The other day I got an invite to visit .co.za (South Africa) registry and given my following or obsession over domains in Africa, I could not miss a chance, even if its just for the sake of writing a blog post.

The domain numbers in South Africa are impressive, compared to other African countries. Many countries have issues and .co.za has been cited as a model of how to market domains; .co.za has over 700,000 paid domains (the number is over 800,000 but you will always have suspended domains, those with disputes, etc its better to count paid ones) .org.za has over 20,000 domains and you can now add .ac.za etc. Compare that with .ke which has a total number of 18,000 domains, counting all the strings- .co.ke, .ac.ke, .me.ke etc.

.Za has been well supported by the local companies that have ventured into the region. For instance, Multichoice (DSTv) still uses .za emails for their employees all over Africa. Calculate the marketing value, whenever they advertise their contacts.

Indeed, Neil Dundas, one of the directors at UniForum, the .co.za registry, feels that the support from South African companies venturing into other markets has boosted the growth of .co.za uptake.

Local uptake

Apart from local companies venturing out, international companies setting up base have had to buy .za domains as a way of proving they are local. There was research done on .za domain perception by the .za Domain Authority, I will look it up and support my assertion with the data but the sheer number of domains can give you an idea of whether people like it or not.

Suffice to say that the marketing campaigns, training of registrars and the work under Coza foundation has helped a great deal. UniForum put in R40 million (abt KSh. 400 million) to start off the foundation. The foundation trains teachers among other outreach activities. Now its branching out as a separate entity so that it can receive money from other supporters.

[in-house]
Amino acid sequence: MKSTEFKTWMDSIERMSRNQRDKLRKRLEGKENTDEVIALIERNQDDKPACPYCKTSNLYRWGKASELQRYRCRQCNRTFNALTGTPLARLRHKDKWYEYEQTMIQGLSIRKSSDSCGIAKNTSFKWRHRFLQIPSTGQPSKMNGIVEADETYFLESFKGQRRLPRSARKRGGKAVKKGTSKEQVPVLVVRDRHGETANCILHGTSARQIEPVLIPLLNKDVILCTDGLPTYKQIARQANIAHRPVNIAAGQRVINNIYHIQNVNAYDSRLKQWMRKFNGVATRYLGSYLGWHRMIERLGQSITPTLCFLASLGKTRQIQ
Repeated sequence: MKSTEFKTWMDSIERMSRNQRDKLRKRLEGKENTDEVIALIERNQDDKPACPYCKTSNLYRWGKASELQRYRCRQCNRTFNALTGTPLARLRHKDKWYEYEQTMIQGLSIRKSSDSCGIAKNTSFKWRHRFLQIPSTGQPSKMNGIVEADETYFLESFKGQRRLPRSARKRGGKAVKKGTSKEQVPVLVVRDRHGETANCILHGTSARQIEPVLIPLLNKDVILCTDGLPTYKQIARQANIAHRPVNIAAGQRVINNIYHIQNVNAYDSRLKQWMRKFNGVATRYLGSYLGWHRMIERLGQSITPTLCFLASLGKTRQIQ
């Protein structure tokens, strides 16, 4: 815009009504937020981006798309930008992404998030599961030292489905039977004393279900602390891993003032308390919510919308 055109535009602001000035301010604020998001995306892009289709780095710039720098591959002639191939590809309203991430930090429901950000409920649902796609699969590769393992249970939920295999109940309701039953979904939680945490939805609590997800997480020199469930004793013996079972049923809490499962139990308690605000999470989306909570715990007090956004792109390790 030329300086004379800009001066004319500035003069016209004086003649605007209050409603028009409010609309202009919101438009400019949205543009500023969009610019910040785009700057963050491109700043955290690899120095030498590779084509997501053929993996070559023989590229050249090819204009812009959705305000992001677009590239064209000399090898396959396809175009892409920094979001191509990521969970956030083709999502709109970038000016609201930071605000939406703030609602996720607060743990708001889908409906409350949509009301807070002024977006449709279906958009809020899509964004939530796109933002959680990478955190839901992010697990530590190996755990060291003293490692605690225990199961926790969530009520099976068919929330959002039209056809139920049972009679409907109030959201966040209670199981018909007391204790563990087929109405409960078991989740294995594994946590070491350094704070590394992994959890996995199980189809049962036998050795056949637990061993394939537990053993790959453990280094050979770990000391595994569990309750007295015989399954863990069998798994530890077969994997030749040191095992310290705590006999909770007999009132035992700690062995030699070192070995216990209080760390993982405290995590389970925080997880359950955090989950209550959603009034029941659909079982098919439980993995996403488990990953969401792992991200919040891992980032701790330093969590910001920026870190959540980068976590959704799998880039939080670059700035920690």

But is that all?

One of the things that struck me when I got there was a team of customer support, I wondered why they needed but that is because the old Coza model interfaced with buyers/endusers/consumers, technically known as registrants. That is the old system, the new system incorporates registries but they are all served by the customer service team.

Then there was another team of developers, who are continually developing the Extensible Provisioning Protocol (EPP) that is robust and flexible that it allows registries and registrars to carry out transactions. Kenic has it for .ke and it has improved the time taken to register domains and also sends you alerts when your domain is registered or renewed, allowing you to keep tabs with your registrar. The older manual system is another story all together and unfortunately most registries in Africa are on some shade of that. You can read more about the EPP system here.

One of the other feature of the .za domain name space is their developed domain dispute resolution mechanism. Just read the news from the zadna to get an idea of how the disputes are dealt with.

Before this post becomes too long and I start digressing, Neil mentioned that one of the biggest drivers is the low cost. You can get a .co.za for R35+VAT which translates to Ksh 350+VAT. I have talked so much about the cost of .co.ke domains that am not going to belabor the point.

I hear some arguing that wanjiku.me.ke is available for Ksh 500 but why pay that for a second string while wanjiku.me may still be available on the top level?

What are your views?